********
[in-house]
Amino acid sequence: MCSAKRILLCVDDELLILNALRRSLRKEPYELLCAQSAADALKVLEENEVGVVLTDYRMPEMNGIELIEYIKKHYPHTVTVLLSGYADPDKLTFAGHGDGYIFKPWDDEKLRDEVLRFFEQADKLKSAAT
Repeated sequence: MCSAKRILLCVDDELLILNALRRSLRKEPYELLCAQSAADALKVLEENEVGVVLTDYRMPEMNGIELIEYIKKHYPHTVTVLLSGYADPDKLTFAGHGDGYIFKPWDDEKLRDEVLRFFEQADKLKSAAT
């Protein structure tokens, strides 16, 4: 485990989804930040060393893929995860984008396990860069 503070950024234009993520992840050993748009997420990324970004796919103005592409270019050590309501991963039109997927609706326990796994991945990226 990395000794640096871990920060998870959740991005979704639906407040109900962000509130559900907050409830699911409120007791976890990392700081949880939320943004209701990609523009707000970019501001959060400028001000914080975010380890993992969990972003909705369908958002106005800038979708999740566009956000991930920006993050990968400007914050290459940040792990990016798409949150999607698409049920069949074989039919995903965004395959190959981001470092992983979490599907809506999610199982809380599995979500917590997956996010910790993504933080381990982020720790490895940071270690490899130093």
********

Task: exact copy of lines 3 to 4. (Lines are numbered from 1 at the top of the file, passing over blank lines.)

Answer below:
Repeated sequence: MCSAKRILLCVDDELLILNALRRSLRKEPYELLCAQSAADALKVLEENEVGVVLTDYRMPEMNGIELIEYIKKHYPHTVTVLLSGYADPDKLTFAGHGDGYIFKPWDDEKLRDEVLRFFEQADKLKSAAT
């Protein structure tokens, strides 16, 4: 485990989804930040060393893929995860984008396990860069 503070950024234009993520992840050993748009997420990324970004796919103005592409270019050590309501991963039109997927609706326990796994991945990226 990395000794640096871990920060998870959740991005979704639906407040109900962000509130559900907050409830699911409120007791976890990392700081949880939320943004209701990609523009707000970019501001959060400028001000914080975010380890993992969990972003909705369908958002106005800038979708999740566009956000991930920006993050990968400007914050290459940040792990990016798409949150999607698409049920069949074989039919995903965004395959190959981001470092992983979490599907809506999610199982809380599995979500917590997956996010910790993504933080381990982020720790490895940071270690490899130093």